Gemstones & Pearls: News
Fashion & Supply Converge
Fashion's embrace of color and a plentiful supply of gemstones
should mean big business at the February gem shows in Tucson.
Our preview points to big interest in orange and red
To get a handle on your Tucson experience, take a peek at
what gems were produced in the months before the February festival.
This year, that means oranges and reds.
Stocks of spectacular rubellite tourmaline and vibrant spessartite
garnet, both from new finds in Nigeria, will be plentiful. The
color ranges seen in both gems and the (so-far) moderate prices
will provide retailers and designers with new possibilities.
The warm tones of other gemstones, including ruby and pink sapphire,
will contribute to the excitement.
And don't forget the blues, purples and greens that were so
popular throughout 1999. Be prepared for better prices and continuing
consumer interest in green and blue tourmaline, blue sapphire
and tsavorite garnet.
A more optimistic outlook for the world's major economies
especially the recovery under way in Asia
plus the embrace of color by the fashion world could bring more
buyers to Tucson this year. This growth in demand might even
signal the end of color's slump. Israel Eliezri, president of
the International Colored Gemstone Association, calls it the
beginning of a healthier climate for gemstones. He predicts not
only an acceleration in demand but also an increase in production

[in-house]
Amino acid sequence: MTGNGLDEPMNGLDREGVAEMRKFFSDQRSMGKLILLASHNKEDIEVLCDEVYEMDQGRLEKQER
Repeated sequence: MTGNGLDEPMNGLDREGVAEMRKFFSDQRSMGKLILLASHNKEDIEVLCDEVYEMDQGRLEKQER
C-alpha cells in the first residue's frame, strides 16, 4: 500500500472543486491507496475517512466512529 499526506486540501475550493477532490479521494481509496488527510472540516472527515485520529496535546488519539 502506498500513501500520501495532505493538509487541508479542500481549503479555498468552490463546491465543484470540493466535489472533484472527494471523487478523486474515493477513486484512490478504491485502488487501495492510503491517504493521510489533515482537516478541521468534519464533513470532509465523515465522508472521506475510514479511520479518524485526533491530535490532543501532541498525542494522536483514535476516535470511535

across a wide selection of gemstones.
On this and the following page, take a closer look at some
of the gemstones you'll see at the Tucson shows this February.
There are three sure bets for good business in the gemstone
Rubellite Tourmaline: Look for bright pink, clean gems
in the 5-10-ct. range. Prices are still moderate, having dropped
some 40% since last year. "The exact source is hard to pin
down; it's in the middle of nowhere, but apparently it's not
far from the area where alluvial tourmalines were once found
in Ogbomosho, Nigeria," says Bill Larson of Pala International,
Fallbrook, CA. (Alluvial deposits are created by wind or water
and are easier to recover than deposits deeper in the earth.)
In early October 1999, there was word that large quantities
of Nigerian rubellite were being faceted in Bangkok, Thailand.
The wholesale price range for cut gems is expected to range from
$18-$50 per carat for lower quality, small sizes to $200-$300
per carat for top-quality rubellite. As with the Ogbomosho find,
this surface deposit seems played out already.
Spessartite Garnet: This intense bright yellow and
orange gemstone will be available at moderate prices. It comes
from the same general location as the rubellite, suggesting the
area is gemologically rich, says Bill Barker of Barker &
Co., Scottsdale, AZ, who has acquired strong positions in both
gems. Barker and other dealers who have seen the garnet compare
it to some of that mined in Namibia and call it "pumpkin"
orange. Prices for 2-5-ct. gems of high quality are about $250
per carat; 5-10-ct. gems fetch about $400 per carat.
Ruby & Sapphire: Rubies continue to sell well,
particularly finer qualities. New sources in the Mogok area of
Myanmar are keeping supplies steady for fine qualities; commercial
quality production is strong also. Meanwhile, pink and blue sapphires
are being produced in quantity in Madagascar.
Three gemstones are poised to hit the market with good prices